Google launches Chrome for Android, a mobile version of the popular, speedy Web browser used by more than 200 million people worldwide. It's in beta and only available for Android 4.0 Ice Cream Sandwich.
(NASDAQ:GOOG) Feb. 7 launched a beta of Chrome for Android, a mobile version of
the popular browser that is used by more than 200 million people worldwide on
The catch is
that it is currently only available for smartphones and tablets based on the
latest Android 4.0 Ice Cream Sandwich (ICS) operating system, which as media
outlets have noted powers only about 1 percent of existing devices.
number of beta gadgets running ICS at the 2012 Consumer Electronics Show last
month, Samsung's Galaxy Nexus from Verizon Wireless is
the first and only smartphone to run ICS, and it's only been available since
December. That's why there are so few ICS users.
Google is focusing
on what's good in Chrome for Android, and that's pretty much what's good for
Chrome on the desktop: Speed, ease of use, simple sign-in, privacy and bookmark
rapidly scroll through Web pages, and Chrome for Android leverages the company's
Instant predictive search software to load top search results in the background
as users type. Browsing Web pages on a mobile touch-screen can be a chore, so
Google is offering a link preview feature that zooms in on links so that users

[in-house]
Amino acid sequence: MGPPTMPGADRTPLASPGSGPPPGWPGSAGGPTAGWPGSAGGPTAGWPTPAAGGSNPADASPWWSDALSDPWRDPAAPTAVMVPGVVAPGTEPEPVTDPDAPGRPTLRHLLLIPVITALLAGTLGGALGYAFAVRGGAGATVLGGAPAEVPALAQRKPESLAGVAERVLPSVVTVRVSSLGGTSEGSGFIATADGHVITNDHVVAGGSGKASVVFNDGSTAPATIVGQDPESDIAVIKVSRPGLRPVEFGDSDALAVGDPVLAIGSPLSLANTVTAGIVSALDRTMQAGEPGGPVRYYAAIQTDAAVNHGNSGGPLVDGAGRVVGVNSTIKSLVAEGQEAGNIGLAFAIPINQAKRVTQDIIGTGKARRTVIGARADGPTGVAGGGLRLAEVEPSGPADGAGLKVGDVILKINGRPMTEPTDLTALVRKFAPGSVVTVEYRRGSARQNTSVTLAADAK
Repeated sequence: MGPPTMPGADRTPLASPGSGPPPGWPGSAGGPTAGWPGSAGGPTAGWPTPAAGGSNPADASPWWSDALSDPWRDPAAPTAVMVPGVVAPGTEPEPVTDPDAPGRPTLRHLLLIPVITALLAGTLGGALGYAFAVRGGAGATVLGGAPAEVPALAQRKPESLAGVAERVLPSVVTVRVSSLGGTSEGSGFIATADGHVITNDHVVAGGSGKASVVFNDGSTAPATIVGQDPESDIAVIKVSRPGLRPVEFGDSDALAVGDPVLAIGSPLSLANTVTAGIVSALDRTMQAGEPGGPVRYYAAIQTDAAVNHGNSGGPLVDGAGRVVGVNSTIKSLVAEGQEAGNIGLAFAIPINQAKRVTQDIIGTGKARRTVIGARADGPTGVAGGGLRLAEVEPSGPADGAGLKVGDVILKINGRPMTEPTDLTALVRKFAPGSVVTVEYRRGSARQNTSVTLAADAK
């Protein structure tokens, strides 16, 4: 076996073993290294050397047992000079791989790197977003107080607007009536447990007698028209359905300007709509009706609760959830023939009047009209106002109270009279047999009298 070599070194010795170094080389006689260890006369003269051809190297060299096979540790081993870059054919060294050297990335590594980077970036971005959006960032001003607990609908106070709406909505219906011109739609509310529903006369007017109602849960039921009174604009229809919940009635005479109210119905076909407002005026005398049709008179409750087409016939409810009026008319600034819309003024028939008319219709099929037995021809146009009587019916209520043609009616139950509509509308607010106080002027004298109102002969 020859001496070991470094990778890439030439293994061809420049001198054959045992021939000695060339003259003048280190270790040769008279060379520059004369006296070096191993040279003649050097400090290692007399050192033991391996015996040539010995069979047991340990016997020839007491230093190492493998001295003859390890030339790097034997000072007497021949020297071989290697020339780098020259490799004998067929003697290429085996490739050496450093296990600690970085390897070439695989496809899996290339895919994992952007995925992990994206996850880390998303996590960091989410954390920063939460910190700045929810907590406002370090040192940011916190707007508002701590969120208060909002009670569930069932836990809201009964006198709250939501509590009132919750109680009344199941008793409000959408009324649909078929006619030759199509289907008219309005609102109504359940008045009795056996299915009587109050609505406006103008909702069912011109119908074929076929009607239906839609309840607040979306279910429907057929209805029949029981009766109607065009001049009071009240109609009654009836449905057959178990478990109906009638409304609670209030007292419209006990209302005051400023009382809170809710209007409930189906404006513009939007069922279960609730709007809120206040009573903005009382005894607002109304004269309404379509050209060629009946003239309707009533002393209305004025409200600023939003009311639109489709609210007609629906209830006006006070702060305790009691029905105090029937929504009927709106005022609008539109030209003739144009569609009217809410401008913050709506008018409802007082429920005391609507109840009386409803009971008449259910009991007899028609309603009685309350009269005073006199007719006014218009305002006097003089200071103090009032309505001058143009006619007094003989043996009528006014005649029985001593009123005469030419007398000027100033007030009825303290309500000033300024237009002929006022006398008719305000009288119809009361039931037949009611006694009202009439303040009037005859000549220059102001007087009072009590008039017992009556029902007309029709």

don't have to hunt and peck for links.
thanks to Google's cloud-based approach to computing, users who sign into
Chrome for Android from their handset or tablet will be greeted by the tabs
they left open on their computers. Tabs are also tailored for touch, naturally.
tabs so they fit just as naturally on a small-screen phone as they do on a
larger screen tablet," noted Sundar Pichai, senior vice president of Chrome, in a
blog post. "You can flip or swipe between an unlimited number
of tabs using intuitive gestures, as if you're holding a deck of cards in the
palm of your hands, each one a new window to the Web."
Google has carefully considered user privacy for mobile browsing, porting its
incognito browsing mode from desktop Chrome to Chrome for Android. Incognito
mode lets users browse in a session without Chrome, saving cookies, Websites and
other browser data.
Users who have
a Galaxy Nexus phone, (or perhaps a MIPS Novo7 ICS tablet), can download Chrome for Android from the Android Market,
though it is only available in select countries and languages.
For the best
drilldown into Chrome for Android, MG Siegler offers this must-read run-through,
cobbled from testing the mobile browser for the last few days.
out the early reviews from the Android Market, which confirm that Chrome for
Android is a beta product, subject to bugs:
smoothly. I would say a little bit smoother than stock ice browser on the Xoom.
Some elements do not work correctly. Some videos cannot be made full-screen.
Flash does not work. The one missing feature is the ability to change the user
agent (request desktop site)."
option to request a desktop view and no flash support are things that will make
me uninstall this app. I am being nice just by giving Chrome Beta a two-star
rating. Hopefully, flash support will be implemented in the future. I know they
want us moving away from flash content, but a majority of the Websites use
flash and not HTML5."
Given Chrome's speedy rise to the No. 3 desktop browser, it
will be interesting to see how rapidly its Android counterpart is adopted once
it becomes available on more ICS devices. Or, we should say, as more ICS
devices become available on which to use Chrome for Android.